Volume 4, Issue 2, 2012
The competence view of intuitions - a short sketch
This paper proposes an outline of a view concerning intuitions, tying them to our basic cognitive competences, or virtues-capacities, a view that is here called The Moderate Voice-of-Competence view. This view claims that intuitions form a kind, albeit a relatively superficial one, united by their phenomenal appearance, but linked to capacities for understanding various domains. Further, intuitions are extroverted, turned towards the items they are explicitly about, and normatively answerable to them; they teach us about things “outside”, not merely about our representation(s) of them. This view also takes seriously the actual dialectics of having intuitions: asking (or being asked) a question, imagining a scenario, giving a simple, preliminary answer to the question, formulating the immediate intuition which is often developed by considering other examples, and so on. This work involves more than mere inference following rules of logic. Further, this view is for the most part committed to realism about the objects of intuitions, and is very keen on their explainability. Finally, this view offers a complex answer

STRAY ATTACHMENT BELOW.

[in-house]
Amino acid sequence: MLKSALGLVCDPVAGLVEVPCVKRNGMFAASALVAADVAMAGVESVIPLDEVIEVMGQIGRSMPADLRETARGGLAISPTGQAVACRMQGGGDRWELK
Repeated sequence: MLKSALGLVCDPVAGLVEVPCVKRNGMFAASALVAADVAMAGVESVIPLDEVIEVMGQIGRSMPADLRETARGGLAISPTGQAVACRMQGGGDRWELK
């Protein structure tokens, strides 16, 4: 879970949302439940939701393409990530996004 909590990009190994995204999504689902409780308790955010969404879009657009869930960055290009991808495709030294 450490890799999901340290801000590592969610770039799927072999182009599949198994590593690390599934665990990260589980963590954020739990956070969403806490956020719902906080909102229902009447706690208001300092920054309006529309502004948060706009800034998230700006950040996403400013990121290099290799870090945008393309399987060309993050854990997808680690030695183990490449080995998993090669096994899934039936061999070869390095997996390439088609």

about the normative epistemic status of intuitions, tilted towards a posteriority: although intuitions are prima face a priori, their reflective justification has a rich structure in which a posteriori elements play a crucial role.